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New Report Details How White Supremacy Threatens The World ‘Like Never Before’

A new study from the Anti-Defamation League details how white supremacists from different sides of the Atlantic Ocean are increasing their communications with one another, dialogues which have led to a “normalization” of flagrant bigotry and hate crimes among those involved.

Photo by Chip Somodevilla/Getty Images

The report, released this week, stated that white supremacy is being internationalized in a way “like never before,” Newsweek reported.

The report by the ADL was created in part to help understand how these disturbing dialogues are functioning — and what role they have in increases in hate crimes seen in both Europe and America.

“As white supremacy grows and connects across borders, it has become essential to understand how followers are growing their networks and recruiting new members,” Sharon Nazarian, ADL senior vice president for international affairs, explained. “On both sides of the Atlantic, racist and xenophobic views are seeping into mainstream social discourse.”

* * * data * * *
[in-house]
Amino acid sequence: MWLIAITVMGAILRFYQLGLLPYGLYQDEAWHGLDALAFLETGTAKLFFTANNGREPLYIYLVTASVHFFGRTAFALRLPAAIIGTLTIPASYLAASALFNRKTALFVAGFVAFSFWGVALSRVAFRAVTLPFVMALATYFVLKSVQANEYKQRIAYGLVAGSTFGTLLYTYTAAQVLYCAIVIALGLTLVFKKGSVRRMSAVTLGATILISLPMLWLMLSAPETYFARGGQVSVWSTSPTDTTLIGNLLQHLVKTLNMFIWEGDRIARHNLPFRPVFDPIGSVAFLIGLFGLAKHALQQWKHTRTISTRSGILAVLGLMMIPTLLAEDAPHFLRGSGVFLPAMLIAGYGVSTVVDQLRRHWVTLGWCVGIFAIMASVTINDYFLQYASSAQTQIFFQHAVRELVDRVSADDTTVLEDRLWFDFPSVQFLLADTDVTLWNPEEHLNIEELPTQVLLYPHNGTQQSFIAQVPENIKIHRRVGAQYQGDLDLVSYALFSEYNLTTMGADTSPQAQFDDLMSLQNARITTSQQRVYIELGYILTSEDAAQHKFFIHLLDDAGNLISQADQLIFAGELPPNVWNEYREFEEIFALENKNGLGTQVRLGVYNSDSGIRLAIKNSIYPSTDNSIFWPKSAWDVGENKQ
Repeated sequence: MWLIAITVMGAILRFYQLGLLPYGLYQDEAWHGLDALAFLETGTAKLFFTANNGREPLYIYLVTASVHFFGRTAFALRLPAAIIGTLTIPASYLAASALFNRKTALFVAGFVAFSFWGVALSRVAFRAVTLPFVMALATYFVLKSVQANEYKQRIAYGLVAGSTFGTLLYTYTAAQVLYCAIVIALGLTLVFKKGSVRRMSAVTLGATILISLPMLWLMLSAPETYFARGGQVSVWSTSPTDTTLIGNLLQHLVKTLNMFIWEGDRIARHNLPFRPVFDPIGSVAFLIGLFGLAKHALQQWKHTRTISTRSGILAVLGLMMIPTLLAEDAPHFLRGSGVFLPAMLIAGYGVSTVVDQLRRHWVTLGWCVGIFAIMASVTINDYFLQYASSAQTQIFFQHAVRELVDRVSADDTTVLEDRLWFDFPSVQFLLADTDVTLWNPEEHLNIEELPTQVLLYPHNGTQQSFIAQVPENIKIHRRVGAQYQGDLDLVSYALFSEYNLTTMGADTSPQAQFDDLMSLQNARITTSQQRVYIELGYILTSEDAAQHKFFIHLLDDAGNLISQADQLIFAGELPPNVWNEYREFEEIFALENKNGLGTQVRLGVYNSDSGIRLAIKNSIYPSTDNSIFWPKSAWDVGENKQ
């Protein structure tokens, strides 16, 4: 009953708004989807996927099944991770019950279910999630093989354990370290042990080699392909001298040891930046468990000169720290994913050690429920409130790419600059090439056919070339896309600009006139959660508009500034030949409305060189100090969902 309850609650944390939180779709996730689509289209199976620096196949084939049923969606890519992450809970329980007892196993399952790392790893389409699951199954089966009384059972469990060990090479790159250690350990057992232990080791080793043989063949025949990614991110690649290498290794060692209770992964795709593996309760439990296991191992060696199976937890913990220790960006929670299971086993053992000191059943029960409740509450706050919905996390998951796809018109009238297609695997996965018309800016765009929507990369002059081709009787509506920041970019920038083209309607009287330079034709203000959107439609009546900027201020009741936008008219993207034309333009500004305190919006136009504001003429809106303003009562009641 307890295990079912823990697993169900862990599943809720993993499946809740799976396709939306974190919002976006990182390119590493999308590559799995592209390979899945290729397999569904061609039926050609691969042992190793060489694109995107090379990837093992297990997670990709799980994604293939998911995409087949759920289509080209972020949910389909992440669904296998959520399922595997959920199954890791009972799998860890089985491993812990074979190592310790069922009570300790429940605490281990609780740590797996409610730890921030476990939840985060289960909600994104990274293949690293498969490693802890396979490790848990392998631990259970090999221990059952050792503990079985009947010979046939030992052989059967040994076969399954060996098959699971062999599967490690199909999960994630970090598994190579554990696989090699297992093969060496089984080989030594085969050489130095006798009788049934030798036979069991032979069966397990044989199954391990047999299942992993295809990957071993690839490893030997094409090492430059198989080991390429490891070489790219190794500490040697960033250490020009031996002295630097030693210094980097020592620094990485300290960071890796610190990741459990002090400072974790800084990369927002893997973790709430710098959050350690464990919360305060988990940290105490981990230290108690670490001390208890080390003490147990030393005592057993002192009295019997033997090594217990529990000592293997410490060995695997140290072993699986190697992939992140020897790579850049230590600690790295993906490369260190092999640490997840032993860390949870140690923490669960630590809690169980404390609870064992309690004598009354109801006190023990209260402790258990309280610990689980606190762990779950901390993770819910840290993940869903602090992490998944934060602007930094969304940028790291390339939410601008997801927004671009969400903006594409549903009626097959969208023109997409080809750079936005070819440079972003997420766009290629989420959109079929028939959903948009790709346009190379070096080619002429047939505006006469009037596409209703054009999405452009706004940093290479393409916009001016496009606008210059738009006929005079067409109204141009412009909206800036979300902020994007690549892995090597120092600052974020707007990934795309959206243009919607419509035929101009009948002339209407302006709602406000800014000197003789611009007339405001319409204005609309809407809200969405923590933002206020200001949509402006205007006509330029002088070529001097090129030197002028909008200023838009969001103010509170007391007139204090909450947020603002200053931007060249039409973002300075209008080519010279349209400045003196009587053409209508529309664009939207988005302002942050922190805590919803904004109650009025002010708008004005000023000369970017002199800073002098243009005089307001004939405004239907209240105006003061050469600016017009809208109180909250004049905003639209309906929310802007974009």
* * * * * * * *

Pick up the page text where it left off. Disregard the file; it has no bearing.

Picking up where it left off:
White supremacists are “emboldened,” Nazarian added, as they “see themselves as part of a global movement to ‘save the white race.'”

The report details how discussions and interactions between individuals and groups on both sides of the Atlantic have led to normalization of hate and crimes against minorities among the groups.

“European and American adherents are learning from each other, supporting each other and reaching new audiences,” the report detailed. “They feel empowered and emboldened because they perceive that they are influencing the political climate and reaching disaffected whites.”

FBI statistics demonstrate that the number of hate crime incidents have increased over the past few years. From 2014 to 2017 (the most recent year for which data is available), the total number of hate crimes committed in the United States increased by about 31 percent.

While not every hate crime committed is done by a white supremacist, the Department of Justice wrote in 2017 that the majority of hate crime offenders (50.7 percent) were white individuals (a little over 19 percent of incidents listed the assailant’s race as “unknown”).

Fifty-eight percent of hate crimes were committed because the criminal had a bias against a victim’s race or ethnicity, while 22 percent of crimes were committed because of religious reasonings. Almost 16 percent had to do with a person’s sexual orientation.



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